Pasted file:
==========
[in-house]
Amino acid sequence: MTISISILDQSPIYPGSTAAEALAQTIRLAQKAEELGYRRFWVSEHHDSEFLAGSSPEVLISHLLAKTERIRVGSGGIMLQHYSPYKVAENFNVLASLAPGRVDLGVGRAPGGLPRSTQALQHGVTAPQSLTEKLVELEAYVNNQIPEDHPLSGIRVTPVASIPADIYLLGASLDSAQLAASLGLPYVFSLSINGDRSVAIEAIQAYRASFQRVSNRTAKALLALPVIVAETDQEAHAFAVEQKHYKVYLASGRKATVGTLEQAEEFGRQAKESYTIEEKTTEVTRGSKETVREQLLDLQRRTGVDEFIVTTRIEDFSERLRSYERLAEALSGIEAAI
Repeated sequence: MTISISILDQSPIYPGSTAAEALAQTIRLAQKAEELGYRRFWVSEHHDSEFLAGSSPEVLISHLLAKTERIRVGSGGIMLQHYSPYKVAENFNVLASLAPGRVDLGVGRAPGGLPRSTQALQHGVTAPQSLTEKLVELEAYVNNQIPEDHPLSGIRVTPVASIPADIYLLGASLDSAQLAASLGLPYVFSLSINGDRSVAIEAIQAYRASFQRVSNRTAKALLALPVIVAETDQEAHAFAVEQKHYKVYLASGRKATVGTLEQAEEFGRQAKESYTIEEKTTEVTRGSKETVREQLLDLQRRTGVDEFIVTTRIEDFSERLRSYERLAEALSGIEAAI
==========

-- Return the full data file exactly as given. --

[in-house]
Amino acid sequence: MTISISILDQSPIYPGSTAAEALAQTIRLAQKAEELGYRRFWVSEHHDSEFLAGSSPEVLISHLLAKTERIRVGSGGIMLQHYSPYKVAENFNVLASLAPGRVDLGVGRAPGGLPRSTQALQHGVTAPQSLTEKLVELEAYVNNQIPEDHPLSGIRVTPVASIPADIYLLGASLDSAQLAASLGLPYVFSLSINGDRSVAIEAIQAYRASFQRVSNRTAKALLALPVIVAETDQEAHAFAVEQKHYKVYLASGRKATVGTLEQAEEFGRQAKESYTIEEKTTEVTRGSKETVREQLLDLQRRTGVDEFIVTTRIEDFSERLRSYERLAEALSGIEAAI
Repeated sequence: MTISISILDQSPIYPGSTAAEALAQTIRLAQKAEELGYRRFWVSEHHDSEFLAGSSPEVLISHLLAKTERIRVGSGGIMLQHYSPYKVAENFNVLASLAPGRVDLGVGRAPGGLPRSTQALQHGVTAPQSLTEKLVELEAYVNNQIPEDHPLSGIRVTPVASIPADIYLLGASLDSAQLAASLGLPYVFSLSINGDRSVAIEAIQAYRASFQRVSNRTAKALLALPVIVAETDQEAHAFAVEQKHYKVYLASGRKATVGTLEQAEEFGRQAKESYTIEEKTTEVTRGSKETVREQLLDLQRRTGVDEFIVTTRIEDFSERLRSYERLAEALSGIEAAI